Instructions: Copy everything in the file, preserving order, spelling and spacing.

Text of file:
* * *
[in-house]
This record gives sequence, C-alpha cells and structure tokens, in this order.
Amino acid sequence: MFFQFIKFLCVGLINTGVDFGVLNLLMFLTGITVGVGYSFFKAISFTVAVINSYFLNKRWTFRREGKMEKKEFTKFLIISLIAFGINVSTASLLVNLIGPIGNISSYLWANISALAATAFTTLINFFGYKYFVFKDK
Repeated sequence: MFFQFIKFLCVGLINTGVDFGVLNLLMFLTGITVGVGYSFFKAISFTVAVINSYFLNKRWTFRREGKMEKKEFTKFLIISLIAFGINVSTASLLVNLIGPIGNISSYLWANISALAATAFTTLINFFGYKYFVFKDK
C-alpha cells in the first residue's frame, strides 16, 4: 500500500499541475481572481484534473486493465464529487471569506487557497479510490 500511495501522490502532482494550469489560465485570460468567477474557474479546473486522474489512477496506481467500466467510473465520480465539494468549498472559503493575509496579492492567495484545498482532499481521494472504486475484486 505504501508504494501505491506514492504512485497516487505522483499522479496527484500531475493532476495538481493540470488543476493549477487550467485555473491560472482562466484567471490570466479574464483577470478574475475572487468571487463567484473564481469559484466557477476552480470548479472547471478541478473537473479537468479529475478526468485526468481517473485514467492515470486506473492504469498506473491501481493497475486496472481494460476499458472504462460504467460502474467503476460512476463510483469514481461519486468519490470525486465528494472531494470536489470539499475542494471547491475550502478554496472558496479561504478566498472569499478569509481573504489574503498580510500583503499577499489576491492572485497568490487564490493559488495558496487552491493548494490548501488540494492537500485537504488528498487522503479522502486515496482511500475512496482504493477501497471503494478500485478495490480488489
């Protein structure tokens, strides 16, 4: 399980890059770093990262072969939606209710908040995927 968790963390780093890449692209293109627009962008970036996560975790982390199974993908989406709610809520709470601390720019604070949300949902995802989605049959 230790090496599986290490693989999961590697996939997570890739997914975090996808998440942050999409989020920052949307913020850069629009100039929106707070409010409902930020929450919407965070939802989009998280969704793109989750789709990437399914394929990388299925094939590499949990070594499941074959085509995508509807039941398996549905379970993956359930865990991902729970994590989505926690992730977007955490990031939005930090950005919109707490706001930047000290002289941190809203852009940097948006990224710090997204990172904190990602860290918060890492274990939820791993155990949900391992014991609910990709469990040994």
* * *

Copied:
[in-house]
This record gives sequence, C-alpha cells and structure tokens, in this order.
Amino acid sequence: MFFQFIKFLCVGLINTGVDFGVLNLLMFLTGITVGVGYSFFKAISFTVAVINSYFLNKRWTFRREGKMEKKEFTKFLIISLIAFGINVSTASLLVNLIGPIGNISSYLWANISALAATAFTTLINFFGYKYFVFKDK
Repeated sequence: MFFQFIKFLCVGLINTGVDFGVLNLLMFLTGITVGVGYSFFKAISFTVAVINSYFLNKRWTFRREGKMEKKEFTKFLIISLIAFGINVSTASLLVNLIGPIGNISSYLWANISALAATAFTTLINFFGYKYFVFKDK
C-alpha cells in the first residue's frame, strides 16, 4: 500500500499541475481572481484534473486493465464529487471569506487557497479510490 500511495501522490502532482494550469489560465485570460468567477474557474479546473486522474489512477496506481467500466467510473465520480465539494468549498472559503493575509496579492492567495484545498482532499481521494472504486475484486 505504501508504494501505491506514492504512485497516487505522483499522479496527484500531475493532476495538481493540470488543476493549477487550467485555473491560472482562466484567471490570466479574464483577470478574475475572487468571487463567484473564481469559484466557477476552480470548479472547471478541478473537473479537468479529475478526468485526468481517473485514467492515470486506473492504469498506473491501481493497475486496472481494460476499458472504462460504467460502474467503476460512476463510483469514481461519486468519490470525486465528494472531494470536489470539499475542494471547491475550502478554496472558496479561504478566498472569499478569509481573504489574503498580510500583503499577499489576491492572485497568490487564490493559488495558496487552491493548494490548501488540494492537500485537504488528498487522503479522502486515496482511500475512496482504493477501497471503494478500485478495490480488489
């Protein structure tokens, strides 16, 4: 399980890059770093990262072969939606209710908040995927 968790963390780093890449692209293109627009962008970036996560975790982390199974993908989406709610809520709470601390720019604070949300949902995802989605049959 230790090496599986290490693989999961590697996939997570890739997914975090996808998440942050999409989020920052949307913020850069629009100039929106707070409010409902930020929450919407965070939802989009998280969704793109989750789709990437399914394929990388299925094939590499949990070594499941074959085509995508509807039941398996549905379970993956359930865990991902729970994590989505926690992730977007955490990031939005930090950005919109707490706001930047000290002289941190809203852009940097948006990224710090997204990172904190990602860290918060890492274990939820791993155990949900391992014991609910990709469990040994």